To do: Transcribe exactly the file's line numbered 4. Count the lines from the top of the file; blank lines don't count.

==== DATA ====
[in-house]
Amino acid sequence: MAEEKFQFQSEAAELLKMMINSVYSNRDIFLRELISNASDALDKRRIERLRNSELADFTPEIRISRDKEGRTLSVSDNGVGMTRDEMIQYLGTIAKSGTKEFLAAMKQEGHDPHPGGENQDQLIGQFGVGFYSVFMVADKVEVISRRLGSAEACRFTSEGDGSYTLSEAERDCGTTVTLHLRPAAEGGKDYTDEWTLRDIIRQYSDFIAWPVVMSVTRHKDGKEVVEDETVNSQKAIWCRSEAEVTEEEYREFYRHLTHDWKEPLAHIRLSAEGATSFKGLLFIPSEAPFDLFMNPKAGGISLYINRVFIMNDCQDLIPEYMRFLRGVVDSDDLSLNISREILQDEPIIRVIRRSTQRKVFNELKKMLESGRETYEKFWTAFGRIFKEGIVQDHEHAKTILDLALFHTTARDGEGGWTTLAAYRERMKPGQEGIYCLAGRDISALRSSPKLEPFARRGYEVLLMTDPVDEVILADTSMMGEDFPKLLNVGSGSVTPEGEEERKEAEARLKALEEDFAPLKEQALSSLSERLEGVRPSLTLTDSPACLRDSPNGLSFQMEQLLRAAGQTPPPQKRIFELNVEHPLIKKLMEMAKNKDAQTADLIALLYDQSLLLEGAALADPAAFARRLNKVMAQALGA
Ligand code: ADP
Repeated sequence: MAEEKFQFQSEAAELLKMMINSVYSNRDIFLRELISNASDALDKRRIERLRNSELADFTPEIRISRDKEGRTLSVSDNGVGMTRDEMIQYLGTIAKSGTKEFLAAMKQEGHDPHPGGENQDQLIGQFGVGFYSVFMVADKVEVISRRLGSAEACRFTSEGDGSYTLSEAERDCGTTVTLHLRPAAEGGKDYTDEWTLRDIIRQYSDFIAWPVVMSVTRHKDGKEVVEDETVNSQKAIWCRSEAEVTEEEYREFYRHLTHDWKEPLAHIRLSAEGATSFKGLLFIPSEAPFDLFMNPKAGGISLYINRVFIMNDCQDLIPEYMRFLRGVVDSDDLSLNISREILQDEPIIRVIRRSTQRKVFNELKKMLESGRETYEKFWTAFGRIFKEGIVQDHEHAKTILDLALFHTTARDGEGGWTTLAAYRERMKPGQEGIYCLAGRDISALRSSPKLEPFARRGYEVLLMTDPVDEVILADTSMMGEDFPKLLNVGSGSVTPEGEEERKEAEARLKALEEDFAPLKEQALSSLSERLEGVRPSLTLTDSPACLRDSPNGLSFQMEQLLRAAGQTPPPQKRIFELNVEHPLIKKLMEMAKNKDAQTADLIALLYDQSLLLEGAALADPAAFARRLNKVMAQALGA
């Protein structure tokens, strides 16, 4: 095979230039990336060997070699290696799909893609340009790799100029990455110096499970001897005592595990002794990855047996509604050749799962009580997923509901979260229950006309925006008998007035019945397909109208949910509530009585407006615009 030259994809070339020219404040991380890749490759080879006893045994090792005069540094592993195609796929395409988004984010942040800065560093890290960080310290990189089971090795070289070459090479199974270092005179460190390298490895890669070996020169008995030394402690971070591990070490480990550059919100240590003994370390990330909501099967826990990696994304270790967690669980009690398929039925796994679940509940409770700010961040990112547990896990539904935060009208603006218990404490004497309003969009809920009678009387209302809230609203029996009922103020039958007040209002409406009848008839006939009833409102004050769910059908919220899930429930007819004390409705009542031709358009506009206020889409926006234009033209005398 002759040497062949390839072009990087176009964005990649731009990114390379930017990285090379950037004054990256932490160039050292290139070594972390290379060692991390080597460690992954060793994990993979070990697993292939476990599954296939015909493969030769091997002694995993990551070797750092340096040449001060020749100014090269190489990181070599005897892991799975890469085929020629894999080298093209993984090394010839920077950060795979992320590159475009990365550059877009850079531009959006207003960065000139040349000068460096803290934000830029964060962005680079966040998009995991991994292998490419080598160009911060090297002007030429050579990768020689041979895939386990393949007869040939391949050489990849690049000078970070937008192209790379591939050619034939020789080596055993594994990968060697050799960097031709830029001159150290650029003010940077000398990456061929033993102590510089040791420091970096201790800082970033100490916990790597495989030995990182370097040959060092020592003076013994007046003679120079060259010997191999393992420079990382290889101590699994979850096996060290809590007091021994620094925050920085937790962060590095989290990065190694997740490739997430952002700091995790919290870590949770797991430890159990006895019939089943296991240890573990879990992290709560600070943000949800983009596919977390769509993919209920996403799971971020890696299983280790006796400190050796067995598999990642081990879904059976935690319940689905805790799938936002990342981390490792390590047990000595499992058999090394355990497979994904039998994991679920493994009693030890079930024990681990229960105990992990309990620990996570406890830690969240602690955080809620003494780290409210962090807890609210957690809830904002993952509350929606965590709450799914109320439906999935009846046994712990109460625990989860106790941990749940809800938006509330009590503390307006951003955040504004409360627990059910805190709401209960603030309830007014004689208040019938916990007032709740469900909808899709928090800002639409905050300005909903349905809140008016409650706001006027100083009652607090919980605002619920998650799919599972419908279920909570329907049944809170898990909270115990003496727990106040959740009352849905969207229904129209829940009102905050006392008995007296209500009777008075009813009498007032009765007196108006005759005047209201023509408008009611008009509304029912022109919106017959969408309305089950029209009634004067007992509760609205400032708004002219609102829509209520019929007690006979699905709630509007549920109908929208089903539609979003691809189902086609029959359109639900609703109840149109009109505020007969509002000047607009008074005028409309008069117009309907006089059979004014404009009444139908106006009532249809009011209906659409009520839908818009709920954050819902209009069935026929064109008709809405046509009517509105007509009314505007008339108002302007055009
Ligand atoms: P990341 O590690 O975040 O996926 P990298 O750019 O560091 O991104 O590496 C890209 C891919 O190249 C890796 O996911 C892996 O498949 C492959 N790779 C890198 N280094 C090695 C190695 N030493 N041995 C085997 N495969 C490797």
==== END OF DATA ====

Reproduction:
Repeated sequence: MAEEKFQFQSEAAELLKMMINSVYSNRDIFLRELISNASDALDKRRIERLRNSELADFTPEIRISRDKEGRTLSVSDNGVGMTRDEMIQYLGTIAKSGTKEFLAAMKQEGHDPHPGGENQDQLIGQFGVGFYSVFMVADKVEVISRRLGSAEACRFTSEGDGSYTLSEAERDCGTTVTLHLRPAAEGGKDYTDEWTLRDIIRQYSDFIAWPVVMSVTRHKDGKEVVEDETVNSQKAIWCRSEAEVTEEEYREFYRHLTHDWKEPLAHIRLSAEGATSFKGLLFIPSEAPFDLFMNPKAGGISLYINRVFIMNDCQDLIPEYMRFLRGVVDSDDLSLNISREILQDEPIIRVIRRSTQRKVFNELKKMLESGRETYEKFWTAFGRIFKEGIVQDHEHAKTILDLALFHTTARDGEGGWTTLAAYRERMKPGQEGIYCLAGRDISALRSSPKLEPFARRGYEVLLMTDPVDEVILADTSMMGEDFPKLLNVGSGSVTPEGEEERKEAEARLKALEEDFAPLKEQALSSLSERLEGVRPSLTLTDSPACLRDSPNGLSFQMEQLLRAAGQTPPPQKRIFELNVEHPLIKKLMEMAKNKDAQTADLIALLYDQSLLLEGAALADPAAFARRLNKVMAQALGA